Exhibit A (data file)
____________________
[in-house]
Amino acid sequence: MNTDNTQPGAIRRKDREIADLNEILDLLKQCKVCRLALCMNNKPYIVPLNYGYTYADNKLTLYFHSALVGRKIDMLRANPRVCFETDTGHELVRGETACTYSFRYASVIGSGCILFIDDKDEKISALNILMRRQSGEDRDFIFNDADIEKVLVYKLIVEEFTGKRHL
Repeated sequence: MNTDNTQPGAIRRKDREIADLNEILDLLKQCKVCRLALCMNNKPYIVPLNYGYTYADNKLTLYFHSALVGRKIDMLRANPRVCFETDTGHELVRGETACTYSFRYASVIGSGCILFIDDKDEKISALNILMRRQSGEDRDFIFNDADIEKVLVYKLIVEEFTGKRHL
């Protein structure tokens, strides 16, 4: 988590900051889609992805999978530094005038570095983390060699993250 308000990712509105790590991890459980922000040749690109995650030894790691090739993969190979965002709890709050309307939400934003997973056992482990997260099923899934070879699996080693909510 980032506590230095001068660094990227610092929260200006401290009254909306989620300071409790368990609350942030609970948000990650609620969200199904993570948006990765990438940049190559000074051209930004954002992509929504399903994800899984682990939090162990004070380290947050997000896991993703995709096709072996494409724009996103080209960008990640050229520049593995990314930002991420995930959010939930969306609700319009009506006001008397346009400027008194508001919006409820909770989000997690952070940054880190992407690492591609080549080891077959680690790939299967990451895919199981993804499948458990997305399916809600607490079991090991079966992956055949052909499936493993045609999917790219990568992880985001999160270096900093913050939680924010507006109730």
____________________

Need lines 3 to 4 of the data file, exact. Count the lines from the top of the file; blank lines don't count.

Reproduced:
Repeated sequence: MNTDNTQPGAIRRKDREIADLNEILDLLKQCKVCRLALCMNNKPYIVPLNYGYTYADNKLTLYFHSALVGRKIDMLRANPRVCFETDTGHELVRGETACTYSFRYASVIGSGCILFIDDKDEKISALNILMRRQSGEDRDFIFNDADIEKVLVYKLIVEEFTGKRHL
């Protein structure tokens, strides 16, 4: 988590900051889609992805999978530094005038570095983390060699993250 308000990712509105790590991890459980922000040749690109995650030894790691090739993969190979965002709890709050309307939400934003997973056992482990997260099923899934070879699996080693909510 980032506590230095001068660094990227610092929260200006401290009254909306989620300071409790368990609350942030609970948000990650609620969200199904993570948006990765990438940049190559000074051209930004954002992509929504399903994800899984682990939090162990004070380290947050997000896991993703995709096709072996494409724009996103080209960008990640050229520049593995990314930002991420995930959010939930969306609700319009009506006001008397346009400027008194508001919006409820909770989000997690952070940054880190992407690492591609080549080891077959680690790939299967990451895919199981993804499948458990997305399916809600607490079991090991079966992956055949052909499936493993045609999917790219990568992880985001999160270096900093913050939680924010507006109730």